Best of Daily Reflections: Experiencing the Prayerful Agony of Jesus, Part 2
He walked away, about a stone’s throw, and knelt down and prayed.
From the top of the Mount of Olives, Jesus “walked away about a stone’s throw, and knelt down and prayed” (22:41). Indeed, if you had a strong arm, you could throw a stone from the top of the Mount down to the Garden of Gethsemane. (By the way, the Greek literally says Jesus went away “about a throw of a stone.”)
Luke is clear that Jesus knelt when he prayed in the Garden. The original language emphasizes that Jesus put his knees on the ground, but it doesn’t tell us anything more about his physical posture. The Gospel of Mark says that Jesus “fell to the ground” (14:35). Matthew records that Jesus “bowed with his face to the ground” (literally, “fell on his face,” 26:39). Some Christians believe that they have identified the precise rock where Jesus prayed. It is in the Church of All Nations (also known as the Basilica of Agony) in the Garden of Gethsemane. Others place the exact location of Jesus’ prayer in other locations nearby.
When you read that Jesus “knelt down and prayed,” what do you picture? I immediately see a painting by Heinrich Hofmann, “Christ in Gethsemane.” (You can see a photo of that painting here.) This immensely popular painting has influenced millions of Christians in America and throughout the world. I had a small wooden plaque of this painting by my bedside when I was young. In Hofmann’s portrayal, a calm, European-looking Jesus kneels reverently beside a rock. As he gazes up into the heavens, a ray of light from the sky enlightens his face, complementing the halo around his head. This Jesus seems to be peaceful and resolute, ready to die for the sins of the world.
Though I once loved Hofmann’s painting, I now believe it misses the emotional intensity and theological power of the scene. Matthew and Mark have Jesus falling down in prayer. Luke adds that he prayed fervently, “and he was in such agony of spirit that his sweat fell to the ground like great drops of blood” (22:44). The Passion of the Christ captured this kind of agonizing prayer in the garden. So does a small sculpture in the wall outside of the Church of All Nations (you can see it here). Here, Jesus is not praying placidly with his eyes filled by a heavenly beam. Rather, he is face-down upon a rock, in obvious distress.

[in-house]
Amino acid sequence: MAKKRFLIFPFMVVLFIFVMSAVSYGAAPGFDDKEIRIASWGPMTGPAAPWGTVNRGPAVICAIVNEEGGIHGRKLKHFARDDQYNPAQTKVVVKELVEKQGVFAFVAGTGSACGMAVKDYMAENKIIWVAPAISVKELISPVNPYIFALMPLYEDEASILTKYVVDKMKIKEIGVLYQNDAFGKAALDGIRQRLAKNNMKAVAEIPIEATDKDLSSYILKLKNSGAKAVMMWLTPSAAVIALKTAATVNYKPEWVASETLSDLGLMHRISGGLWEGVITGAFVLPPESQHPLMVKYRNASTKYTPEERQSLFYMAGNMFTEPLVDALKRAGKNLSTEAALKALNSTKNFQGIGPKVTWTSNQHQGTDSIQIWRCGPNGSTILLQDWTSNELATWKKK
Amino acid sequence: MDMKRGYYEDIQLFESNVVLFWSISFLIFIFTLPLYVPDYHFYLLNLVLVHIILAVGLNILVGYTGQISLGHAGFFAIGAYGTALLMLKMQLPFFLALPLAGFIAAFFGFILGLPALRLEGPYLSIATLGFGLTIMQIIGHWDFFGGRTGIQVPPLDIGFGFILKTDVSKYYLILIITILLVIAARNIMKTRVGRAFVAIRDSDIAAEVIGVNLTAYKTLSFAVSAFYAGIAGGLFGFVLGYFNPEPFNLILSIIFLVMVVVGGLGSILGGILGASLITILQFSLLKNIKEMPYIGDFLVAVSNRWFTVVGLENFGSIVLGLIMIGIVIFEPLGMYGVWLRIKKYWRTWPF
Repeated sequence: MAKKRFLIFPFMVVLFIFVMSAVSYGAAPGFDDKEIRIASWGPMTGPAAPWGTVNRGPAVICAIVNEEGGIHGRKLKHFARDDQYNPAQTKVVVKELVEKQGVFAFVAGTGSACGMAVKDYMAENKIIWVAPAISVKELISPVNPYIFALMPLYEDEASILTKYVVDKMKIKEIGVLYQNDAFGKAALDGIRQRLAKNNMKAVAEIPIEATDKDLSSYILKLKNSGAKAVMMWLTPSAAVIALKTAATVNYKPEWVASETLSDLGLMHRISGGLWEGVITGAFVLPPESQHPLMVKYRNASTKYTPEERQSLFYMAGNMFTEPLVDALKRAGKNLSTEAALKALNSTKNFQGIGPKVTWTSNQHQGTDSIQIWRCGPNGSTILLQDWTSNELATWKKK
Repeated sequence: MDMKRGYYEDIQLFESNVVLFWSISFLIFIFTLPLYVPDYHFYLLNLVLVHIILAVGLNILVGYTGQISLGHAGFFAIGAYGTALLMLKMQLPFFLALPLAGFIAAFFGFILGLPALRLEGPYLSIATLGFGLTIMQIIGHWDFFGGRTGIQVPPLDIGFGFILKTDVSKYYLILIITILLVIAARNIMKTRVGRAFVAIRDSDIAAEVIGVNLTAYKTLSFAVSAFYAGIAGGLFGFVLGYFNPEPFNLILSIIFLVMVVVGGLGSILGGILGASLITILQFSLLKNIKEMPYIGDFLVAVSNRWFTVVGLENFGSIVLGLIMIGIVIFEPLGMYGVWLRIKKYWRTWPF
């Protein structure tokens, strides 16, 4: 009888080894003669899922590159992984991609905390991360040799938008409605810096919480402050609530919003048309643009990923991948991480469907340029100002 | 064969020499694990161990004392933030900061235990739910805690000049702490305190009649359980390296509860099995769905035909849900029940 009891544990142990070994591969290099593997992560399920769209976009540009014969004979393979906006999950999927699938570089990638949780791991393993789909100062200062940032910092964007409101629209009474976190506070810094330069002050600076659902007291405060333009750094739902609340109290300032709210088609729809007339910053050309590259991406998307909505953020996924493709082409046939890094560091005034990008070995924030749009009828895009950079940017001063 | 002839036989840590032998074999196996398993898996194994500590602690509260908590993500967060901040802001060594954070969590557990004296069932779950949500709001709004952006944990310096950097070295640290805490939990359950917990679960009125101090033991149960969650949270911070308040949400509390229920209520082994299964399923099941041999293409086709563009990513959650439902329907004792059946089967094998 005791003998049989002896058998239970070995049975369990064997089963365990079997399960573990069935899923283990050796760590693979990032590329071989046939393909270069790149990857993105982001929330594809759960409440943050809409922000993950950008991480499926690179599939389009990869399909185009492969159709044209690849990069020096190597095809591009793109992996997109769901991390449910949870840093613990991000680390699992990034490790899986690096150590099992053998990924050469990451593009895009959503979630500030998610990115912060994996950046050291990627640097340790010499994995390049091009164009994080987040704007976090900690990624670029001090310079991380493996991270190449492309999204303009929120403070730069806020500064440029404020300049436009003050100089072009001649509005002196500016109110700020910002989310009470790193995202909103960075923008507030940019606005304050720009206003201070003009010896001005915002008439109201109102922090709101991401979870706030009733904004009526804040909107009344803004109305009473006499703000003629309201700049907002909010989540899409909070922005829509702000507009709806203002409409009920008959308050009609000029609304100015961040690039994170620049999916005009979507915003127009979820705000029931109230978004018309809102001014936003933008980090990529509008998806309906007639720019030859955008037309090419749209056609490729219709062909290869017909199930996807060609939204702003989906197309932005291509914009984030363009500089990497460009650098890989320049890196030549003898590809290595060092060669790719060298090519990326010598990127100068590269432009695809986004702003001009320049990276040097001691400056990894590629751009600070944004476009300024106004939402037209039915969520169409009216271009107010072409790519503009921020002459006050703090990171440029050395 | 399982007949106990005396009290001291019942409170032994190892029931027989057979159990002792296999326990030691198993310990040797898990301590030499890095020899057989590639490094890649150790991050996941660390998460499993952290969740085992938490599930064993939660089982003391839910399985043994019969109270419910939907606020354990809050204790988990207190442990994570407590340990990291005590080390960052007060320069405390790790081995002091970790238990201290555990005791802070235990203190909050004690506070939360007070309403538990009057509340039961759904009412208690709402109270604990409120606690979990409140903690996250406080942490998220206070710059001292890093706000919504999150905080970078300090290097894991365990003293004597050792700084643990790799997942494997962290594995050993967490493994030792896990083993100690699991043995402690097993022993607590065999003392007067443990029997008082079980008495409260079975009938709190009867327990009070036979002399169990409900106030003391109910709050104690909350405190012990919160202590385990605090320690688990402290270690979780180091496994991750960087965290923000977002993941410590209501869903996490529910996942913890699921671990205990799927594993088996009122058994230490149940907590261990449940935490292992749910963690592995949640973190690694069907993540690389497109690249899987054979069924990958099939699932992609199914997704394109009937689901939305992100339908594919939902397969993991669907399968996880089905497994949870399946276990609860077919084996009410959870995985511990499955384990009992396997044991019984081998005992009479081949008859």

When we take seriously the physical posture and the emotional state of Jesus, we realize just how deeply troubled he was. We glimpse the reality of his humanity. We sense, perhaps in new ways, the horror of what lay before him. We also realize we have a Savior who understands our weakness, a man of sorrows, acquainted with grief, grief just like ours, and so much worse.
QUESTIONS FOR FURTHER REFLECTION: How have you envisioned Jesus in the garden? What has shaped your perception? How does the image of an anguished, agonizing Jesus impress you? When you go through hard times, do you believe that Jesus can relate to your suffering? Does this make a difference to you?
PRAYER: Dear Lord, I must confess that it’s easy for me to minimize your struggle. You are the Son of God, for goodness’ sake (or should I rather say, for God’s sake.) You knew that you were about to die. You also knew that you would be resurrected. So I can overlook what is so plain in Scripture. I can neglect how you actually prayed in great agony.
Help me, I pray, to pay close attention to Scripture. Help me to envision accurately what you experienced that night in the garden. Help me to sense in a new way the reality of your humanness and the genuineness of your struggle to embrace your destiny. Keep me from minimizing that which was so real and painful and horrific to you.
O Lord, thank you for knowing how it feels to struggle and suffer. Thank you for being, literally, a man of sorrows, acquainted with grief. And, more than this, thank you for enduring such difficulties so that you might save humanity, including me. Amen.